Additions to the prelude


  • The TryInto, TryFrom and FromIterator traits are now part of the prelude.
  • This might make calls to trait methods ambiguous which could make some code fail to compile.


The prelude of the standard library is the module containing everything that is automatically imported in every module. It contains commonly used items such as Option, Vec, drop, and Clone.

The Rust compiler prioritizes any manually imported items over those from the prelude, to make sure additions to the prelude will not break any existing code. For example, if you have a crate or module called example containing a pub struct Option;, then use example::*; will make Option unambiguously refer to the one from example; not the one from the standard library.

However, adding a trait to the prelude can break existing code in a subtle way. For example, a call to x.try_into() which comes from a MyTryInto trait might fail to compile if std's TryInto is also imported, because the call to try_into is now ambiguous and could come from either trait. This is the reason we haven't added TryInto to the prelude yet, since there is a lot of code that would break this way.

As a solution, Rust 2021 will use a new prelude. It's identical to the current one, except for three new additions:

The tracking issue can be found here.


As a part of the 2021 edition a migration lint, rust_2021_prelude_collisions, has been added in order to aid in automatic migration of Rust 2018 codebases to Rust 2021.

In order to migrate your code to be Rust 2021 Edition compatible, run:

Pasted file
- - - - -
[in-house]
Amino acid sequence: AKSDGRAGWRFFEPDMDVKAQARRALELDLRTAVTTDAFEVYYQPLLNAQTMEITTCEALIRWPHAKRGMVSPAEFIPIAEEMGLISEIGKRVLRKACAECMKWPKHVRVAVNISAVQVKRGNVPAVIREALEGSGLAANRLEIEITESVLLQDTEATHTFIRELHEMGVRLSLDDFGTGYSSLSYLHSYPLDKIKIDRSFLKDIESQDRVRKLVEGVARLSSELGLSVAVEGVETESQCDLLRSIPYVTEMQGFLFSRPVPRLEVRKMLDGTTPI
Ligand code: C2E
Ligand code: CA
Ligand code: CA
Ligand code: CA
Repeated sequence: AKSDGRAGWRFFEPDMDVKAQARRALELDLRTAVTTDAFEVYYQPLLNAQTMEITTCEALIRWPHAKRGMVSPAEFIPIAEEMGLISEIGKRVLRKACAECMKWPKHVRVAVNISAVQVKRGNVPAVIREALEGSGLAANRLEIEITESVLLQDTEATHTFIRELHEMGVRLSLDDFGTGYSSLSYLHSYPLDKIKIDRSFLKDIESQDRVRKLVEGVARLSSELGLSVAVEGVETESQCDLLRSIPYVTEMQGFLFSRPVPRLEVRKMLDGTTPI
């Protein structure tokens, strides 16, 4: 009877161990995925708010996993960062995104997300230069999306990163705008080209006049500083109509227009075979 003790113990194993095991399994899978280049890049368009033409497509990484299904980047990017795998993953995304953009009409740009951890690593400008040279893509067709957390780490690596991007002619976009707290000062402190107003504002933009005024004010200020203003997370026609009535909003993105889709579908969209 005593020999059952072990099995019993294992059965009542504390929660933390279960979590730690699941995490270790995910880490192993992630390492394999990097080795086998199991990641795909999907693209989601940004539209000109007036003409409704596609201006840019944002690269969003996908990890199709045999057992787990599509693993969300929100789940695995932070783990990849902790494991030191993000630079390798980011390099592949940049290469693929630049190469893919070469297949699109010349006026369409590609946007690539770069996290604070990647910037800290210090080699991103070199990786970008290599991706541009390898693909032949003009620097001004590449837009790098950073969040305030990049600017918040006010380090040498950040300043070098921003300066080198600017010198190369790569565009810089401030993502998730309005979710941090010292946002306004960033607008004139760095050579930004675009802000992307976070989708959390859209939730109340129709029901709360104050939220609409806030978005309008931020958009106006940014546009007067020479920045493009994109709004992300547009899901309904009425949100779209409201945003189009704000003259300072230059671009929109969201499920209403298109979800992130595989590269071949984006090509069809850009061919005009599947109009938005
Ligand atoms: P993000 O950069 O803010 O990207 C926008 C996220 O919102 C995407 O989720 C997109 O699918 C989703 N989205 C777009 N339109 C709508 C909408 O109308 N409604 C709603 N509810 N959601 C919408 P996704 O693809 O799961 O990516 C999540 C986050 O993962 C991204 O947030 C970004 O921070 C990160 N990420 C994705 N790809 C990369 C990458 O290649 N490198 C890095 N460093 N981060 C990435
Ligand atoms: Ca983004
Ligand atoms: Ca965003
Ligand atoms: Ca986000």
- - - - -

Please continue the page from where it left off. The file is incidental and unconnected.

cargo fix --edition

The lint detects cases where functions or methods are called that have the same name as the methods defined in one of the new prelude traits. In some cases, it may rewrite your calls in various ways to ensure that you continue to call the same function you did before.

If you'd like to migrate your code manually or better understand what cargo fix is doing, below we've outlined the situations where a migration is needed along with a counter example of when it's not needed.

Migration needed

Conflicting trait methods

When two traits that are in scope have the same method name, it is ambiguous which trait method should be used. For example:

trait MyTrait<A> {
  // This name is the same as the `from_iter` method on the `FromIterator` trait from `std`.  
  fn from_iter(x: Option<A>);

impl<T> MyTrait<()> for Vec<T> {
  fn from_iter(_: Option<()>) {}

fn main() {
  // Vec<T> implements both `std::iter::FromIterator` and `MyTrait` 
  // If both traits are in scope (as would be the case in Rust 2021),
  // then it becomes ambiguous which `from_iter` method to call

We can fix this by using fully qualified syntax:

fn main() {
  // Now it is clear which trait method we're referring to
  <Vec<i32> as MyTrait<()>>::from_iter(None);

Inherent methods on dyn Trait objects

Some users invoke methods on a dyn Trait value where the method name overlaps with a new prelude trait:

fn main() {
mod submodule {
  pub trait MyTrait {
    // This has the same name as `TryInto::try_into`
    fn try_into(&self) -> Result<u32, ()>;

// `MyTrait` isn't in scope here and can only be referred to through the path `submodule::MyTrait`